“Discuss with the agent and try to find a way to help them overcome the crisis, maybe by making special deals for Brazil or something that is not related to any other market,” he says.
Study fairs are also an integral part of student recruitment in Brazil and are attended by agencies in full force. Schools should accept invitations to attend study fairs with their partners.
Fairs hold more weight in Brazil than other student source countries because it gives students, and if they’re high school aged or younger, their parents, an opportunity to make a personal connection at the school.
“Even if you convince the kids, you need to convince the father and mother,” says Zaveri. “You have to convince the mother especially to let her baby go. The families are very close,” he adds highlighting the need to speak Brazilian Portuguese.
“The students may speak English but their parents don’t speak English so always have at least a page in your brochure with the most important information in the language of the country.”
Beyond building a strong foundation of personal relationships, schools also need to know how to sell their strengths. “If a school comes down now and opens a brochure with their price list and how many hours per week I’ll tell them go away, we don’t need to talk to you,” says Hauer Santos, explaining that schools should promote what makes them unique.
“They think agents sell by hours per week but people do not buy characteristics, they buy benefits,” he says.
Historically, Brazil has been an ELT market but the demand for overseas higher education is growing substantially. “Undergrad studies abroad is a market that is beginning to grow in Brazil, it’s a trend we haven’t seen before,” confirms Leão. Likewise, Zaveri says BMI’s higher education fair, started three years ago, is “growing faster than the language programme fair”.
Brazil’s higher education system is comprised of federally funded institutions and expensive private providers. Admission to limited spaces at federally funded institutions is highly competitive leaving many wealthy students to choose between paying for a private degree at home or going overseas.
“If they go abroad they will get an international qualification that’s almost as good or better than getting a federal qualification,” says Zaveri. “The families are now thinking they’re going to pay more because outside of accommodation and living costs, course fees are not hugely different.”
Appetites for international degree programmes have also been whetted by the government scholarship scheme Science Without Borders which has just been cut some 40%, leaving only enough funds to support students already overseas.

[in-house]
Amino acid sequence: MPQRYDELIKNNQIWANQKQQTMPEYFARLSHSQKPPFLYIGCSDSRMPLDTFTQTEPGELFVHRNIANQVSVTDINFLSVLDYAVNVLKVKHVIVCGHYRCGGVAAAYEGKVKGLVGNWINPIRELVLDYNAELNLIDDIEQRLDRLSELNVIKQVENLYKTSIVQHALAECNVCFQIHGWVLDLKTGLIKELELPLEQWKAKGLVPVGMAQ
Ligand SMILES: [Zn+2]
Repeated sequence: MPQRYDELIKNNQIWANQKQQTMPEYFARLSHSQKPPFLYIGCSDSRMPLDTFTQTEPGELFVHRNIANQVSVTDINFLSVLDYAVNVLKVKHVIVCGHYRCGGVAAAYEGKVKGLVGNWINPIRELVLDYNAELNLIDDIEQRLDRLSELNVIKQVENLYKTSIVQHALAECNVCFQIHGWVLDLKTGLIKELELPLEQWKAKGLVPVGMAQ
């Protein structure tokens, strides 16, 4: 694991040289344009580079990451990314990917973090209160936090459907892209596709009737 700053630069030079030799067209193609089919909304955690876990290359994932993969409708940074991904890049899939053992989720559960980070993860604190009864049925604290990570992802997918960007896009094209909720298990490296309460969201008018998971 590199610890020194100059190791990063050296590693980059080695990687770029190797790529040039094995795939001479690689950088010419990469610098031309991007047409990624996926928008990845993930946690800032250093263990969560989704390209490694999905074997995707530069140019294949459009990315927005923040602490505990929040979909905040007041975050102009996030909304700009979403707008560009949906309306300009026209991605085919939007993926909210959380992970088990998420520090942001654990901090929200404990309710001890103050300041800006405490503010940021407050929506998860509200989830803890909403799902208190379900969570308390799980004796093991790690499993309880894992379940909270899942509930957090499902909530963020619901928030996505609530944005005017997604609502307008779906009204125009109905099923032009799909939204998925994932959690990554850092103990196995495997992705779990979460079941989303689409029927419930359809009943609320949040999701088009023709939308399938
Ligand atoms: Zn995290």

According to Hauer Santos, this will bring more people to the market. “They still want to go and they don’t have the free option anymore so they’re trying to find a way of getting there anyway.”
Due to the escapist drive to pursue an overseas education, countries that offer welcoming post-study work options are the most popular. Australia, New Zealand, even Germany as it pushes to fill a skills gap, are all overtaking traditional destinations like the US.
The study travel market of four, six and eight week general English courses has plummeted but bucking the trend are programmes that combine professional training.
Language learning is seen as a type of professional development through English+ specialty courses; engineering, real estate, even aviation are all popular among Brazilian students. “These are young professionals who are looking for cross-cultural training or something that if they come back they come back with a greater overall knowledge,” says Leão.
Canada remains the top ELT destination because of its proximity, price point and some work-study options. Australia, South Africa, Malta and Ireland are also popular choices while the UK and US are struggling due to currency depreciation.
Despite the critical situation in which Brazil finds itself, the country’s innate optimism comes through when stakeholders look to the future. “There’s a lot going on right now,” says Leão. “Everyday you open the papers and see what’s happening next. But as soon as things are solved I think we’ll go back to where we were: growing.”
Hauer Santos expects the market to be back as early as 2016’s second semester while Robles is also confident the country will recover, just as it has previously. “We’ve had past crises before,” he says. “They predict that this year and next year is going to be tough for Brazil but everyone is joining forces to get over this crisis.”